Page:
All of Me, Chapter 7. By Edward McArdle.


Captain Kathryn Janeway sat in the meeting room, working out some timetables on her padd. Tuvok stood, impassive, watching her. They were waiting for the appointed meeting time. It was probably not good protocol for the Captain to have arrived first, but Janeway had very little organisational work at the time. She felt comfortable being back in uniform, and aboard the Voyager. Tuvok, she suspected, felt comfortable anywhere.

The door opened suddenly. She looked up, expecting the first of the senior officers to have arrived, but it was Kes.

"How are you, Kes? Is there anything I can do for you?" she enquired.

"Neelix would like to know whether you want some savouries served during the meeting?

"I don't know how friendly the meeting is going to be," said Janeway, with a half-smile. "But they couldn't do any harm. Bring in some drinks later as well." She hesitated as Kes swung away to leave, then called, "Kes, did you read all the books about the Silent Shadow in the week we were there?"

"I think so," said Kes, thoughtfully. "I found them while I was looking for something else. I was looking up the name Pipa gave his ship. Secret Hunter was the Silent Shadow's vehicle."

"You learnt to speak Xalian well enough to read books, in less than a week?" asked Janeway disbelievingly.

"Ocampi are good at learning languages quickly," replied Kes. "That's strange, when you think about it. We were stuck underground for centuries on our own. It was just at the end when we started getting a string of visitors."

"How many books did you read?" Janeway persisted.

"Only forty or fifty," she said calmly. "I wanted to get a flavour of their literature. It wasn't on computer, so I couldn't download it, and read it later on board."

"Only forty or fifty!" repeated Janeway. "You were on a lovely planet and all you did was read books!"

"Oh, no!" said Kes with a smile. "I saw quite a lot of the place. Aryon Blessic and her others showed me around quite a bit. They talk about each other just as if they were all different people. Aryon Ross was very amused at the way Blessic tries to be intelligent to please Tuvok." She glanced at him. "She hasn't gathered that he doesn't impress easily."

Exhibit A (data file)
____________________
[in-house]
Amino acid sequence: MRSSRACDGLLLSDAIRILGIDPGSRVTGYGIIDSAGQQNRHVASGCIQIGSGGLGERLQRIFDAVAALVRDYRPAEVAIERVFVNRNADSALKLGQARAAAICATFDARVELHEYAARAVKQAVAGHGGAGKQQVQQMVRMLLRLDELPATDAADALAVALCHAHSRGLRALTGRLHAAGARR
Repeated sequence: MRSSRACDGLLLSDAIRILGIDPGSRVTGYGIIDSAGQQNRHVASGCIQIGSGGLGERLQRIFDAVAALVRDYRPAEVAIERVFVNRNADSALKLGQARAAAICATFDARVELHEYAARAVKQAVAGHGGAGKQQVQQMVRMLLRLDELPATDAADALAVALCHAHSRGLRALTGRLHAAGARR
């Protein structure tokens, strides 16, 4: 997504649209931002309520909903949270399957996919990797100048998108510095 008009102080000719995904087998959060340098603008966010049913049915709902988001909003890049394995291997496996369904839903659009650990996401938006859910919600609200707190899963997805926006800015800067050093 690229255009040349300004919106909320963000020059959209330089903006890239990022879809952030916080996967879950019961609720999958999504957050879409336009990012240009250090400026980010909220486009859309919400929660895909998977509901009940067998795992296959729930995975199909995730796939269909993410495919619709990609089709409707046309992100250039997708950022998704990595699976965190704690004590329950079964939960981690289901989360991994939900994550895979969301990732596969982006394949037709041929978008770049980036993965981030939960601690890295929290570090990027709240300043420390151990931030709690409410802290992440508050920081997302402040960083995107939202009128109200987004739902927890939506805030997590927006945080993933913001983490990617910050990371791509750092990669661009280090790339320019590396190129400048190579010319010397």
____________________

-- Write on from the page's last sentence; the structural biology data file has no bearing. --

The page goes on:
Tuvok raised one eyebrow, but did not comment since he had not been asked a question.

"And how did you know about Zorro, and the Scarlet Pimpernel?" went on Janeway. "Don't tell me you've read all the books in our library!" she finished sarcastically.

"Oh, no," laughed Kes, and Janeway could almost hear a 'you silly!' on the end of it. "I started with English literature about the time of Robinson Crusoe, and Pamela, but I've only got up to the early twentieth century. The number of books started to grow exponentially, especially after all the would-be writers started to publish themselves on a thing called the Internet. It'll take me years to read them all, and then there's all the other languages."

Janeway grimaced. She was aware that Kes did not have many years, but it did not seem to disturb Kes. "Oh," she said after a moment, "thanks, Kes! Don't forget to give Neelix that... I'm sure you won't forget!"

Kes smiled, and moved gracefully out.

Janeway said, without looking at Tuvok, "I can't believe it! She must absorb information like a sponge! How could she read all those books, in her spare time?"

Having now been asked a question, Tuvok replied.

"She does, in fact, require little sleep. It does seem logical that a highly-developed race with a seven year lifespan must be able to synthesise information quickly. It has occurred to me that her race may have deliberately imposed upon itself the limited lifespan."

Janeway looked at him in surprise. "Why?"

"They had limited space. If they grew old, and had children, they would have exceeded their society's capacity. The choice may have been either to not have children, or not to grow old."